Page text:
Saturday, September 8, 2012

The paradox of the Paralympics

Excellent piece here by Amelia Gentleman on the paradox of the Paralympics- the disconnect between the positive attitudes to disability on display inside the Olympic stadiums and the experience of people with disabilities in the wider British society where intensive Government cuts are creating immense suffering for disabled people and increasing hostility towards people with disabilities is resulting in a soaring of hate crimes.

Many radical and activist groups such as Disabled People against Cuts have campaigned and protested against aspects of the Paralympics such as corporate sponsorship by large corporations such as Atos and cuts to services for people with disabilities. Atos who was a major sponsor of the Paralympics is contracted by the UK Government as administrators of assessments that rob disabled people of their benefits.

In this piece on the website of Disabled People against Cuts disability activist Dave King argues that the Paralympics are the precise opposite of the values of disability liberation. King writes
But with the Paralympics we have seen the addition into this cocktail of a supremely powerful and toxic ingredient, the opportunity for liberals to feel good about themselves for supporting the underdog and ‘progress in the fight against prejudice’. It is this thick coating of syrup which has confused even radical disability rights advocates, and is making it almost impossible for critics to speak out, except about the blatantly obvious outrage of Atos as sponsors. But the truth is that, despite all the hopeful talk about how the Paralympics are going to revolutionise people’s ideas about disability, the ideas and values at the core of the Paralympics are the precise opposite of the values of disability liberation. (I write this as a disabled person, one who has undergone one of Atos’ medical assessments and been found wanting, and who is suffering financially as a consequence.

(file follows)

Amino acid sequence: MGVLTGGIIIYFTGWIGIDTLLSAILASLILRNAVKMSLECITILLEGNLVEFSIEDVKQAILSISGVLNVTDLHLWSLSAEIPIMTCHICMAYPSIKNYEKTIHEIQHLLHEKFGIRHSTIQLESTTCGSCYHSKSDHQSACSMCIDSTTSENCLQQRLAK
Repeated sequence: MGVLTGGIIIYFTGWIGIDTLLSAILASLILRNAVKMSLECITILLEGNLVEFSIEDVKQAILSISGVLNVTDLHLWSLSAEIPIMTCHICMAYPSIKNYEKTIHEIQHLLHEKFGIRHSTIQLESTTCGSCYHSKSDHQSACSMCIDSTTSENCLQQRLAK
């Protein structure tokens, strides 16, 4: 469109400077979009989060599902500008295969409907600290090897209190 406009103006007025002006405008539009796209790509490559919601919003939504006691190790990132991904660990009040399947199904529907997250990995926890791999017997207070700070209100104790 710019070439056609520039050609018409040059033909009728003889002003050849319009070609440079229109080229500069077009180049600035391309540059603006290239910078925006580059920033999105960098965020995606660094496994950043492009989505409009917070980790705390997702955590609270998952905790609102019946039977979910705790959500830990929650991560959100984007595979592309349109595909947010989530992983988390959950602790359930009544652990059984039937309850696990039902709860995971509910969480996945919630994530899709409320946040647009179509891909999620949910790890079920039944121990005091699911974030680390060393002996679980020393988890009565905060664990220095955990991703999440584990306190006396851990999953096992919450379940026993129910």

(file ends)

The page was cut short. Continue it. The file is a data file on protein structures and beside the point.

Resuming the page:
In the Guardian Amelia Gentleman writes:
There has been a clear reluctance among officials this week to sour the happy atmosphere by talking about the Paralympics paradox – the difficulty of reconciling the amazing excitement around the Games, which has portrayed Britain globally as a place where positive attitudes to disability reign, and a bleaker reality that kicks in beyond Stratford.

The guide for journalists covering the event is explicit in its instructions that disability and any issues around it should not be the focus of reporting. It stipulates that reporters should concentrate on "performance, sporting ambition, training, competition and the emotions associated with winning and losing". Most athletes contacted to discuss the broader issues of disability for this piece declined to be interviewed. But many disabled visitors were quick to comment on the disconnection between their experiences within the park and their everyday lives at a time when in addition to cuts to services and benefits payments, charities such as Scope have been documenting worsening attitudes and official figures show that incidents of disability hate crime have soared to their highest ever levels.

Kalya Franklin, a disability campaigner whose Benefit Scrounging Scum blog has charted the rising problems faced by disabled people at a time of cuts to services and benefits, was amazed at the ease of her journey to Stratford from Birmingham, describing it as "the smoothest journey I've ever done on public transport". "People were there waiting to offer help – that's very unusual. There were much higher levels of staffing. That's not typical, nor is seeing lots of portable ramps around," she said.

She was delighted to be at the event, but like many, she was struggling with the Paralympics paradox.
"It's a utopian fantasy of where we need to move towards as a society," she said, pausing for a moment at Stratford station (interrupted on two occasions in the space of five minutes by transport staff asking if she needed assistance). "It's brilliant, because this has shown that with the right attitude, will and financing, it can be done."

The sporting event was for her, like any sporting occasion, a bit of escapism from daily problems, but she was anxious that attention to the pressing issues facing people with disabilities should not be deflected while the country basks in the international congratulations for having mounted a sellout Paralympic event. She pointed to a planned 20% cut in the disability living allowance (DLA), announced in the 2010 budget, in particular, arguing the that extra money, for employed and unemployed claimants to help with the extra cost of disability, had helped finance the extra cost of care and transport for many disabled visitors to the Games.

"What the public haven't realised about the Paralympians is how many of them are completely reliant on DLA. Although they are superfit athletes it doesn't mean they aren't also disabled and have mobility needs and care needs in their day-to-day lives," she said.

No comments: